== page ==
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Will enough ever be enough?
The issue of gun control is once again in the spotlight, as it should be. Americans have been and still are killing each other with firearms at an alarming rate. An average of 96 Americans are shot and killed every day, and more are wounded. There have been more than 15 mass shootings since the tragedy in Parkland. (See everytownresearch.org for more statistics on gun violence.)
So, the conversation is happening, and change is coming. Requiring comprehensive universal background checks is supported by the vast majority of Americans (97 percent according to Quinnipiac poll) and is a reasonable place to begin. Banning bump stocks, assault weapons and high-capacity magazines is not the same as “taking away our guns.” Weapons of war are not needed for hunting, target shooting or self-defense.
Those who believe their Second Amendment rights are being usurped by gun regulation are mistaken and overly paranoid. For decades, the powerful NRA lobby (financed by gun manufacturers) has fed this paranoia by offering a distorted interpretation of the Second Amendment. The foundation of their narrative is fear; and that narrative is hopelessly and irrefutably removed from the historical context and intention of the Second Amendment.
Gun regulation simply requires gun sellers and owners to be responsible. Responsibility is the price of all of our freedoms. Gun regulation is not the same as repealing the Second Amendment.
America has the most heavily armed population of all developed countries. This fact makes it obvious that more guns won’t solve our problem of gun homicides. Addressing the mental-health crisis could help (even though statistically the mentally ill are more likely to be victims rather than perpetrators), especially if our GOP lawmakers would agree to dedicate adequate funding to this need.
Sadly, our lawmakers seem to be moving in the opposite direction. Recently, the Colorado Senate passed a bill that would allow anyone who legally possesses a handgun to carry that gun anywhere (except in schools). Sen. Tim Neville, R-Littleton, and Rep. Kevin Van Winkle, R-Highlands Ranch, sponsored this bill. Our own Rep. Tim Leonard, R-Evergreen, was a secondary sponsor.
Such legislative efforts fly in the face of not only our Colorado tragedies but in the faces of the thousands who die every year in our nation simply because of inadequate gun regulation.
Those who feel compelled to cling to their guns and their Second Amendment rights may do so. I will continue to believe that my right to not get shot should always trump the right to own a gun.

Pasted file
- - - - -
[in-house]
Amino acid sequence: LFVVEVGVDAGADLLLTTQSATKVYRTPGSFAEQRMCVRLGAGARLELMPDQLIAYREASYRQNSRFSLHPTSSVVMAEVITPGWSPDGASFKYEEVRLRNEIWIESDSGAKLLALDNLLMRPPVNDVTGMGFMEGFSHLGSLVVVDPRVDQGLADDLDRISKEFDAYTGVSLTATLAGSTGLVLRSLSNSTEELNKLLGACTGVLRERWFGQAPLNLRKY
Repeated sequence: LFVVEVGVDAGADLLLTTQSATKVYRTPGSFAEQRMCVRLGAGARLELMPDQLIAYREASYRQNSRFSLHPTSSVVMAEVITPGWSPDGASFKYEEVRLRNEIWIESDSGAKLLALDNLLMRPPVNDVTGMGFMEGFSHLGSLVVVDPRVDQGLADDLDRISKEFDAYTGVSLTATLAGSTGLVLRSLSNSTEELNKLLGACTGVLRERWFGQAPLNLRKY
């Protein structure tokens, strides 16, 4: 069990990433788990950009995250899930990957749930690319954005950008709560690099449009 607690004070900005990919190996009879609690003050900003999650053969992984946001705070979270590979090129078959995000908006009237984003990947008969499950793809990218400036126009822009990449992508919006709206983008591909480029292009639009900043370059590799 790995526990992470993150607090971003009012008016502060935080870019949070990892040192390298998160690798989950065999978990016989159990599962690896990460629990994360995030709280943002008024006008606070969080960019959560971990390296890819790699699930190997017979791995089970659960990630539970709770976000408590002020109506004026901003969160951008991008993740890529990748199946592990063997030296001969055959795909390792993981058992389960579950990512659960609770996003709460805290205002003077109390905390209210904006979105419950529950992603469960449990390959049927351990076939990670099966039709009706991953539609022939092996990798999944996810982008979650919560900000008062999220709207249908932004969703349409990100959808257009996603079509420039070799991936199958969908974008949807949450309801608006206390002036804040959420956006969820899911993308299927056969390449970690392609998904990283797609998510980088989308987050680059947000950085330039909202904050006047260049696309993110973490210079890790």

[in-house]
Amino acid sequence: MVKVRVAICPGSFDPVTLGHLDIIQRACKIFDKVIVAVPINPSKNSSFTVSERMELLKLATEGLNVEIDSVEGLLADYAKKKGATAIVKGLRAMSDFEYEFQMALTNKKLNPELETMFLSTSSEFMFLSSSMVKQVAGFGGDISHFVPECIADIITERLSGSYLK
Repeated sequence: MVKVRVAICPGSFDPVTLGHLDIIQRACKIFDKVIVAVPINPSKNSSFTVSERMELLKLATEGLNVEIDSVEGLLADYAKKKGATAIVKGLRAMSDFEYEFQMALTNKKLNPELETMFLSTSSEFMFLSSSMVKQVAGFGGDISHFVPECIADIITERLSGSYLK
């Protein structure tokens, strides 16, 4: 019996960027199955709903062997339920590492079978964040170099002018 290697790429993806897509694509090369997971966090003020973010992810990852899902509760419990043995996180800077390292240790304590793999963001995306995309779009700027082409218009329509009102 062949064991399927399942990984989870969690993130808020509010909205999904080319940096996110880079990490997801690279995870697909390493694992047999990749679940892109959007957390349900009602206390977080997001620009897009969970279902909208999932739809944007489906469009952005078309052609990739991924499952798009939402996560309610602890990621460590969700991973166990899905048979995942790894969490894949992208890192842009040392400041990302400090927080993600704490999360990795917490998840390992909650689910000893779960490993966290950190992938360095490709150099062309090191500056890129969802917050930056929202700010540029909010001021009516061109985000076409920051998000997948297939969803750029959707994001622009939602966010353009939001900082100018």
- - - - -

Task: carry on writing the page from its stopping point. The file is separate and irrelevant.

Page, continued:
Janis Dufford

No evidence to prove ‘poor choices’
Mr. Newkirk’s response to the letter to the editor last week was not at all what I had expected. To be clear: it is unusual, but not unprecedented, for a columnist to issue a response to a letter. That being said, as Mr. Newkirk is a frequent contributor to the editorial page of this newspaper, I had expected to see a well-reasoned response to the letter. I was very disappointed.
I had expected Mr. Newkirk to address the statements, specifically that the students had taken these actions on their own. What Mr. Newkirk wrote was a diatribe, not a response. He attempted to justify his opinions without offering any actual evidence.
What we readers expect of a columnist’s response is, at a minimum, to provide some evidence/proof of the allegations the columnist has made. I see none of that. What I see is his reference to some things that are, by and large, poor choices. However, there is no evidence presented to suggest or prove constant, systemic “poor choices” foisted on students to cause them to take these actions.
Mr. Newkirk’s response is a flaccid attempt to discredit the students’ actions without providing any actual evidence. I could use the same technique, referencing other persons on his side of the argument, pointing out their bad behavior to refute his position. I will not do that. It’s too easy.
Mr. Newkirk’s phrasing has also been used on various media sites to discredit student actions these past few weeks. It is clear that Mr. Newkirk has been paying attention to these media outlets. We, the readers, would prefer to hear, in his words, actual evidence. Name the “bad actors.” Specify when this occurred. Show us that these high school students have been somehow coerced into these actions.
We, the readers, deserve at least that much from you. Because, without actual evidence, why should your words be believed?
Bill Horger